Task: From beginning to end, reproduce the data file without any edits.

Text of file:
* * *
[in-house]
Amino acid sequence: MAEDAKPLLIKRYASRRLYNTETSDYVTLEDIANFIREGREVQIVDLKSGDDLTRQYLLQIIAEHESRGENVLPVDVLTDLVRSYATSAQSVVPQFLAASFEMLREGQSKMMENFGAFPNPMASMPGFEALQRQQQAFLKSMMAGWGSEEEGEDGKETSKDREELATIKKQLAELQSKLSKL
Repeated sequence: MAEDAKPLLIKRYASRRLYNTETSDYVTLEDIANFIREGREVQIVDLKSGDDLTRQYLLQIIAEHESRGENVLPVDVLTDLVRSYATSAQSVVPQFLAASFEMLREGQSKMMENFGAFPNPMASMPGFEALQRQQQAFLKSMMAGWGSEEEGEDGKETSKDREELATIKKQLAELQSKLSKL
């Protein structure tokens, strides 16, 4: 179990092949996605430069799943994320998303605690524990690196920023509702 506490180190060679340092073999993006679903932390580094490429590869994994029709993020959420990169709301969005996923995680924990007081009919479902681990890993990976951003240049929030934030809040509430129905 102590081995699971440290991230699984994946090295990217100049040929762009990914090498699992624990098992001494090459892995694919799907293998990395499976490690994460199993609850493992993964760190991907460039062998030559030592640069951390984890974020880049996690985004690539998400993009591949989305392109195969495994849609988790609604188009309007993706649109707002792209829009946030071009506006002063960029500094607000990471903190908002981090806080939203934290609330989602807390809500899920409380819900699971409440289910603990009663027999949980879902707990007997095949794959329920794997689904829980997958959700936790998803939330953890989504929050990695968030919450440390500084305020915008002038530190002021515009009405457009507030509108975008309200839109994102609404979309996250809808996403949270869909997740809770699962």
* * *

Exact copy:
[in-house]
Amino acid sequence: MAEDAKPLLIKRYASRRLYNTETSDYVTLEDIANFIREGREVQIVDLKSGDDLTRQYLLQIIAEHESRGENVLPVDVLTDLVRSYATSAQSVVPQFLAASFEMLREGQSKMMENFGAFPNPMASMPGFEALQRQQQAFLKSMMAGWGSEEEGEDGKETSKDREELATIKKQLAELQSKLSKL
Repeated sequence: MAEDAKPLLIKRYASRRLYNTETSDYVTLEDIANFIREGREVQIVDLKSGDDLTRQYLLQIIAEHESRGENVLPVDVLTDLVRSYATSAQSVVPQFLAASFEMLREGQSKMMENFGAFPNPMASMPGFEALQRQQQAFLKSMMAGWGSEEEGEDGKETSKDREELATIKKQLAELQSKLSKL
């Protein structure tokens, strides 16, 4: 179990092949996605430069799943994320998303605690524990690196920023509702 506490180190060679340092073999993006679903932390580094490429590869994994029709993020959420990169709301969005996923995680924990007081009919479902681990890993990976951003240049929030934030809040509430129905 102590081995699971440290991230699984994946090295990217100049040929762009990914090498699992624990098992001494090459892995694919799907293998990395499976490690994460199993609850493992993964760190991907460039062998030559030592640069951390984890974020880049996690985004690539998400993009591949989305392109195969495994849609988790609604188009309007993706649109707002792209829009946030071009506006002063960029500094607000990471903190908002981090806080939203934290609330989602807390809500899920409380819900699971409440289910603990009663027999949980879902707990007997095949794959329920794997689904829980997958959700936790998803939330953890989504929050990695968030919450440390500084305020915008002038530190002021515009009405457009507030509108975008309200839109994102609404979309996250809808996403949270869909997740809770699962």